Structural characterization of phenolic compounds in canola meal: impact of high pressure and temperature
Nandasiri, Hewa Madihe Annakkage Ruchira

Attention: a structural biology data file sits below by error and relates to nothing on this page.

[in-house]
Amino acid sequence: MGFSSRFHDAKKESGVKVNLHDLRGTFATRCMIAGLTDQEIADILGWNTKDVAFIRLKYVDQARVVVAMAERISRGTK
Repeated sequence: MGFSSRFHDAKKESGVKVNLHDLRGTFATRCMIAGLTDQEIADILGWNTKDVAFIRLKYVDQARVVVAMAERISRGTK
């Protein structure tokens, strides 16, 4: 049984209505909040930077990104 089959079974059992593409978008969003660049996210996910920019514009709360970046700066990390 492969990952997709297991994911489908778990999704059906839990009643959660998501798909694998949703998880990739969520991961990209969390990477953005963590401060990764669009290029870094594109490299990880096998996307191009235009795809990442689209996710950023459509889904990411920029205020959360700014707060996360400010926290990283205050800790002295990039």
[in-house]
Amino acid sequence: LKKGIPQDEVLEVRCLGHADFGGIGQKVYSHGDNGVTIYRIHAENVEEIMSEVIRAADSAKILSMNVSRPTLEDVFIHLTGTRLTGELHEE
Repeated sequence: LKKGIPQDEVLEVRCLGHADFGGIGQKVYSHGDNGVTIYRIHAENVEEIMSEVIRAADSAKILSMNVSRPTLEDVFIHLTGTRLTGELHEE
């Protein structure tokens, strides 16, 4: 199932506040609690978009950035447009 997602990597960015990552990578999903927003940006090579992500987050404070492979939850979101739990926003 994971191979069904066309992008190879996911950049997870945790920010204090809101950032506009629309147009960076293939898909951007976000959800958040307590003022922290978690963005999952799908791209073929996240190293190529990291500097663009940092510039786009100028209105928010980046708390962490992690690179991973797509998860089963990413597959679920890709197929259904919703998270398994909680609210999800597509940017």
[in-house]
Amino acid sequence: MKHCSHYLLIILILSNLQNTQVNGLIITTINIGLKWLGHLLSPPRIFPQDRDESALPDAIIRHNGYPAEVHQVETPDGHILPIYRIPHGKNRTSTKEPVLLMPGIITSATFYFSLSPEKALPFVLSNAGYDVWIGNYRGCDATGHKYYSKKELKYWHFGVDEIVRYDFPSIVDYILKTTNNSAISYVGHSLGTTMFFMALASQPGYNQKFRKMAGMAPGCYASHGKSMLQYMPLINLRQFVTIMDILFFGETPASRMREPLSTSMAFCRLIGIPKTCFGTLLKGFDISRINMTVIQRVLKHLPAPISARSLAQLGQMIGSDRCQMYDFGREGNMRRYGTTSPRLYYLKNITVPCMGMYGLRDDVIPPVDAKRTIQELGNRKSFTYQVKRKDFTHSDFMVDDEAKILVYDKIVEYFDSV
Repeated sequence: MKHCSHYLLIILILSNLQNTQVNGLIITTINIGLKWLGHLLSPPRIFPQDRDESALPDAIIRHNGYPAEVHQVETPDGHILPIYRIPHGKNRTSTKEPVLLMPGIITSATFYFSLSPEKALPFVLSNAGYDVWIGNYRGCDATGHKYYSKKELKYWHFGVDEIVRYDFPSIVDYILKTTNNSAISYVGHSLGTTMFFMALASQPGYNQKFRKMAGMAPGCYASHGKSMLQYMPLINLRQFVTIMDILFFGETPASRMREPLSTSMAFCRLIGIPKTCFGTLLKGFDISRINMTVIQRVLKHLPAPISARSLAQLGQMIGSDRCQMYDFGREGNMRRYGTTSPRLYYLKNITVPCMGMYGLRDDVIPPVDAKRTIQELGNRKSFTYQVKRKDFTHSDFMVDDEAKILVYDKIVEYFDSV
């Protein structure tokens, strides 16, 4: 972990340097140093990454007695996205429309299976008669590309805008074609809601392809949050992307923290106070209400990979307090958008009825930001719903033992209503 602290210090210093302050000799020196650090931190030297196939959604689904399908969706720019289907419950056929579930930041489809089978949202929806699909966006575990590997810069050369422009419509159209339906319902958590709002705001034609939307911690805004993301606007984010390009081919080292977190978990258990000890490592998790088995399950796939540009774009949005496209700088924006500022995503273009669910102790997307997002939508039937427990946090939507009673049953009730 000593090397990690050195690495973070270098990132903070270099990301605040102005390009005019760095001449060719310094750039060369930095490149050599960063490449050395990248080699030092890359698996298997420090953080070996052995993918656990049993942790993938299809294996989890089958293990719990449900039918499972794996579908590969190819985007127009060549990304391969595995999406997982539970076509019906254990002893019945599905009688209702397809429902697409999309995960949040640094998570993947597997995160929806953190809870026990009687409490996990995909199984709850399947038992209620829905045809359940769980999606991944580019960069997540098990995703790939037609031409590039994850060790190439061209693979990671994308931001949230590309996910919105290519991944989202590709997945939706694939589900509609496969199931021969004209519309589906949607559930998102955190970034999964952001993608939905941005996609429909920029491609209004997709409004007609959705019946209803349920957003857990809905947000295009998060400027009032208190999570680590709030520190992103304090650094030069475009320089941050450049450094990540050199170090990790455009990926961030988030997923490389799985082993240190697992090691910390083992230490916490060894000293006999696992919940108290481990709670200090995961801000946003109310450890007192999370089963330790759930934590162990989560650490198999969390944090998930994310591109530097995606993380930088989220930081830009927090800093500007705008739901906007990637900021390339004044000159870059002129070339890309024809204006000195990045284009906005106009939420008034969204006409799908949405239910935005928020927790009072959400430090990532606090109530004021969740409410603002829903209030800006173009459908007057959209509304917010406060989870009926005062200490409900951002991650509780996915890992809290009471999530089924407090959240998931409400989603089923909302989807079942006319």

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Canola is the major oilseed crop of Canada. After extraction of the oil, a substantial amount of meal is generated. To date, however, the meal has received little attention from both industry and researchers. Despite its nutrition and functional potential, utilization of canola meal has been limited by its high fiber content and antinutritional components. Nevertheless, it has a rich phenolic profile, that could be a valuable source of nutraceuticals. The presence of large amounts of sinapine and sinapic acid in canola meal and its conversion to canolol has received a lot of attention because of its powerful antioxidant and anticancer properties. What is desired, however, is an effective method for their extraction. The use of pressurized (1,500 psi) high-temperature processing is ideal for the extraction of phenolic compounds from such by-products including the meal. This study investigated the application of accelerated solvent extraction (ASE) as a method for extracting phenolic compounds from canola meal. Different extraction temperatures, solvents, and solvent concentrations were used to establish the optimum extraction conditions for major sinapates and other phenolic compounds. Changes in total phenolics, total flavonoids, and antioxidant capacity were quantified as a measure of extraction efficiency. The ASE method is an efficient method for extracting phenolic compounds from the meal. In addition to ASE, RapidOxy®100, an automated commercial instrument, was adapted as a solvent-free pre-treatment of canola meal prior to the ultrasonic extraction of phenolic compounds. It also proved to be a novel and versatile method for enhancing the extraction of phenolic compounds. Both techniques have the potential for the mainstream production of phenolic-rich extracts as a valuable source of natural bioactive compounds and nutraceuticals from underutilized agricultural by‐products such as canola meal.
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